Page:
Legislature passed and sent to Governor, HB 1380 which ends the "trial de novo" process Republicans believe has impaired the ability of public school districts to fire poorly performing educators. The legislation will provide for a "fuller hearing in front of the local school board," but end the option for direct appeals to district courts.  April 2, 2011.   

Legislature passes bill to repeal the Municipal Employees Collective Bargaining Act, a law approved in 2004 that requires Oklahoma cities with more than 35,000 residents to collectively bargain with their employees. If approved, cities would have the option of whether to collectively bargain, said Sen.. Cliff Aldridge, who sponsored the bill.  Beltway Confidential. April 20, 2011. 


For the first time, a public employee union struck a tentative two-year contract agreement with state government requiring workers to pay part of the cost of their health insurance premiums. Following an all-night bargaining session, Ken Allen, executive director of the American Federation of State, County and Municipal Employees Council 75, said on July 19 that his team agreed to a deal requiring 3,500 workers at more than 20 state agencies to pay 5 percent of their monthly premiums, beginning next year. Costs would be offset somewhat by a $30 monthly subsidy to workers who earn less than $32,352 a year. Oregon's public employees have staunchly resisted any erosion of their fully paid health benefits. But the recession-beleaguered state budget coupled with dramatic increases in the cost of health care led Gov. John Kitzhaber to push for the change. The agreement announced  is likely to be the first of several labor agreements breaking that wall. The state's largest public employee union, the Service Employees International Union Local 503, may be close to a similar agreement on sharing health premium costs. But the SEIU, representing 23,000 state and university employees, wants more highly paid managers to pay more than line workers.  July 19, 2011.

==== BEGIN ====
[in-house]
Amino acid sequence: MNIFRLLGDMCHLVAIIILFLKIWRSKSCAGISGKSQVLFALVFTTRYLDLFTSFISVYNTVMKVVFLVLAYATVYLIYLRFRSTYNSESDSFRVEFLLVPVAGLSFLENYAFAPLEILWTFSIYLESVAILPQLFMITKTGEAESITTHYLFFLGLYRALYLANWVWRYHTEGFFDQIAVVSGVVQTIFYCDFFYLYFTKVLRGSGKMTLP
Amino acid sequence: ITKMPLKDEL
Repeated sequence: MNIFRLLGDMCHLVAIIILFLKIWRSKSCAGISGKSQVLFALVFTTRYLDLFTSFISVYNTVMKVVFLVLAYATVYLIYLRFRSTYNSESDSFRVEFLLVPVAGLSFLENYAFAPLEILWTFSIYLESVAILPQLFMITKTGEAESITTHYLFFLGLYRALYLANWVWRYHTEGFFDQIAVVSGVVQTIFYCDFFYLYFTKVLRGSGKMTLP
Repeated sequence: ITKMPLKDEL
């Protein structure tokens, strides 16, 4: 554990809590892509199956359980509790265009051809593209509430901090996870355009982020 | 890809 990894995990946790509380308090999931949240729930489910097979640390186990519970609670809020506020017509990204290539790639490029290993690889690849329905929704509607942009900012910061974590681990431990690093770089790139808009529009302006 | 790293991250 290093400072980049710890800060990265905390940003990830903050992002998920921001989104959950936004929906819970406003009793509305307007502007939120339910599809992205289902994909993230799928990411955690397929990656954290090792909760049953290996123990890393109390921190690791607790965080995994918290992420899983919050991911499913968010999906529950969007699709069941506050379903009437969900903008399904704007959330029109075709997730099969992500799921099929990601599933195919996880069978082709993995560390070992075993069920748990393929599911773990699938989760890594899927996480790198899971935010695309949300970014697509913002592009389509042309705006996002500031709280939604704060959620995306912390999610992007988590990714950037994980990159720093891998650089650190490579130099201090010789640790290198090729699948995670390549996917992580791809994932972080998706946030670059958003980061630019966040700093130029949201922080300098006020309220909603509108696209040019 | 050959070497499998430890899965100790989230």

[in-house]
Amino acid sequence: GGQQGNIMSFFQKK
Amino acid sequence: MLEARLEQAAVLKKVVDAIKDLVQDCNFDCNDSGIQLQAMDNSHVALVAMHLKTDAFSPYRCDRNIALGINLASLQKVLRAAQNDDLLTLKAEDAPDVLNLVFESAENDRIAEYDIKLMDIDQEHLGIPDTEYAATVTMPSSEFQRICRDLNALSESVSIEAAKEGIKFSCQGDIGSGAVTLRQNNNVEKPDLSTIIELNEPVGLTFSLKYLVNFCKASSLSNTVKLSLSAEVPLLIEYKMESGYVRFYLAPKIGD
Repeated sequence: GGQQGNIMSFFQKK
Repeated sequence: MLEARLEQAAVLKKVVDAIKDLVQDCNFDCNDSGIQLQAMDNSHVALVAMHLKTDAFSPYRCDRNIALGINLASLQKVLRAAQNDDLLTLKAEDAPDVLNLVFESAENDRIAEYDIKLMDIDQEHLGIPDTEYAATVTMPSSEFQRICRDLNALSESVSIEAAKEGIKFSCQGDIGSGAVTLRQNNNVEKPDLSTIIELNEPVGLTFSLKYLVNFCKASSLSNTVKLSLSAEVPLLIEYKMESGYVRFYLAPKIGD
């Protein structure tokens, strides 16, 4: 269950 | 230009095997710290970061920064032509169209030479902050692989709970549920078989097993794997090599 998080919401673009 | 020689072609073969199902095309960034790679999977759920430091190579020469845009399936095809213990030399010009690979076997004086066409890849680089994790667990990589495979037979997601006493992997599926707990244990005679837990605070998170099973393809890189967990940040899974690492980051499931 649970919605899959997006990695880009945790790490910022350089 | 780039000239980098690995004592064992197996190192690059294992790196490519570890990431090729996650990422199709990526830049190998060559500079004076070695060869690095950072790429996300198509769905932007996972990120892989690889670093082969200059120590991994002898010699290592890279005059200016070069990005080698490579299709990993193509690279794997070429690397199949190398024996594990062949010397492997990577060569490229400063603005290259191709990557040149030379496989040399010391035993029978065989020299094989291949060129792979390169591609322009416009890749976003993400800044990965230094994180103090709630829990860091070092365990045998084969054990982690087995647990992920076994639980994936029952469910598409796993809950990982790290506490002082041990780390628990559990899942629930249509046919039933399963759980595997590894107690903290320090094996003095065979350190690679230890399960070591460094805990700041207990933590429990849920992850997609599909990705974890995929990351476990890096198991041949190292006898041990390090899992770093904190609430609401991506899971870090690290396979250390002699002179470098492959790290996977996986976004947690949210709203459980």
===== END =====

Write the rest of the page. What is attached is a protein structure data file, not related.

Government Unions' Grip on Pennsylvanians. Commonwealth Foundation. March 5, 2012.

The state's largest public employee union has a new four-year contract guaranteeing pay increases in three of the next four years. Unlike other first-term Republican governors, Gov. Tom Corbett did not take a hard-line stance with public sector unions, agreeing to a new contract quickly and quietly while most of the state's attention was focused on the budget process at the end of June.  The contract includes a 4 percent base pay increase during the next four years and 6.75 percent increases based on the experience and seniority for workers who have been in the union between one and 20 years.  Depending on seniority and position, unionized workers could earn a 10.75 percent pay raise during the course of the next four years in a series of smaller annual increases.  Health-care contributions for union workers will rise from 3 percent to 5 percent in the fourth and final year of the contract. Even with those contributions, the average unionized state worker will have to pay about $150 per month for a comprehensive family health plan, though the exact amount will depend on the worker's salary.  In the private sector, the average is $333 per month, according to the Kaiser Family Institute, a nonprofit health-care research center. The old contract expired June 30.  Union members voted for the new contract by a ratio of 4-to-1, said David Fillman, president of Council 13 of the American Federation of State, County and Municipal Employees (AFSCME). It represents about 45,000 unionized state workers.  Pocono Record. July 25, 2011. 

Rhode Island

State could save $250 million by banning collective bargaining. January 31, 2012.

Collective bargaining reform could save RI $252 million per year. Rhode Island Center for Freedom & Prosperity. January 26, 2012.

South Dakota

HB 1261 would ban public employees from collective bargaining. January 27, 2012.

A group of Republican lawmakers has introduced legislation that would prohibit public employees in South Dakota from negotiating collective bargaining agreements with state and local government. January 27, 2012.